The View From the Summit

That was intense.

I finished my script yesterday morning at 11:30, and got the rest of my application in a couple of hours later.  Made the CFC deadline with time to spare!

I feel like a great weight has been lifted off me – or perhaps that’s just light-headedness kicking in from climbing a mountain and scaling into thin air.  I did what I set out to do.  That’s reason enough to celebrate.  I wrote a good script too – which is an even better reason to feel good about myself.  The best even.

I celebrated by taking an afternoon nap.

I haven’t seen much of my friends or the rest of the city over the past couple of weeks.  Been doing nothing but writing and researching, with the odd exchange thrown in.  Never have I written as such a pace before.

As I mentioned previously, I had no idea what sort of story I would be telling only a couple weeks ago.  The biggest shift came when I completed my step outline.  From there it was a matter of following the roadmap.  From there is was a simple matter of writing scenes – each being a self-contained short story.

Normally when I write, I chart my progress by counting pages.  Something new happened this time around.  Pages meant almost nothing to me.  I had 22 scenes to write, and there was no getting around that fact.  If one scene wound up being 4 pages, it was still only one scene out of 22.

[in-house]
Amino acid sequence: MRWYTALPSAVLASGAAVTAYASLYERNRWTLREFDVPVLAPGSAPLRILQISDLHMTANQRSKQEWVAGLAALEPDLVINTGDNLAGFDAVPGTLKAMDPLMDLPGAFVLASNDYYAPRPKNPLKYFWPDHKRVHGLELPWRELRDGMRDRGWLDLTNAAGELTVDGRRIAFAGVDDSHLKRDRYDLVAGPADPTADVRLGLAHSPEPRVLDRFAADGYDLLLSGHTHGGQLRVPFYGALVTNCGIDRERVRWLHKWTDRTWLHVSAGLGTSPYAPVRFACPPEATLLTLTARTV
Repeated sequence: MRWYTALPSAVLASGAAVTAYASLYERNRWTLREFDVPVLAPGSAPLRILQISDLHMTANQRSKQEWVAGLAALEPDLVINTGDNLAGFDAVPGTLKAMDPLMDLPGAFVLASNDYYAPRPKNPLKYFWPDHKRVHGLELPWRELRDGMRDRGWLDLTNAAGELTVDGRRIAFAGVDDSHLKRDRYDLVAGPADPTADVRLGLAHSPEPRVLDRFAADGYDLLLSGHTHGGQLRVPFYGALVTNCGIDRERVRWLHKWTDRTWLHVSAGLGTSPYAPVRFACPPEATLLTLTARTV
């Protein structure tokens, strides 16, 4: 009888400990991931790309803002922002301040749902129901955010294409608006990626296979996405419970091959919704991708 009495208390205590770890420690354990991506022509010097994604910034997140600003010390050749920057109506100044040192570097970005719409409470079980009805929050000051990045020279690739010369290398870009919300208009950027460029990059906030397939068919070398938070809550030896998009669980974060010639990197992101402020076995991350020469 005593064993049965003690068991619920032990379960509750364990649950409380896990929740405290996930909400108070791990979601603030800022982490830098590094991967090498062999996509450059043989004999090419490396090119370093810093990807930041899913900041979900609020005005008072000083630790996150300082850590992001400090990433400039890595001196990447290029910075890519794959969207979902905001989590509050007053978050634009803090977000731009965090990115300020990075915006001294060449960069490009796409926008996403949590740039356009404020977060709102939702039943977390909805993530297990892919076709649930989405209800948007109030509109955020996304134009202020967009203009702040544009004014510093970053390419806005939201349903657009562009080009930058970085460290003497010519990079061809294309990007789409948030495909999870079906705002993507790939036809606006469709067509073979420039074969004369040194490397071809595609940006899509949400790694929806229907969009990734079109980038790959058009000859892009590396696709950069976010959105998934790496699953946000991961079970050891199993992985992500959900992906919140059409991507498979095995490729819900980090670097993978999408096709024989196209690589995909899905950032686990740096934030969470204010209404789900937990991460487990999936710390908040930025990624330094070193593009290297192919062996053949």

A hard, immovable deadline meant I had to crank out scenes at a pace that would allow me to meet the deadline.  I was sitting at 12 scenes on Wednesday morning.  I found I could comfortably write 3 scenes per day – and have them feel dramatically sound.  I’d write a scene in the morning, one in the afternoon, and one after supper.  I’d be sitting for 1-2 hours each time, with a couple hours between each session.  If I pushed the pace much faster than that, I’d feel my brain getting tired – I wouldn’t trust my work as it landed on the page.

The experience of writing this script taught me a lot about myself.  I learned much about my craft by diving so deeply into someone else’s series.  I learned even more about how I work.

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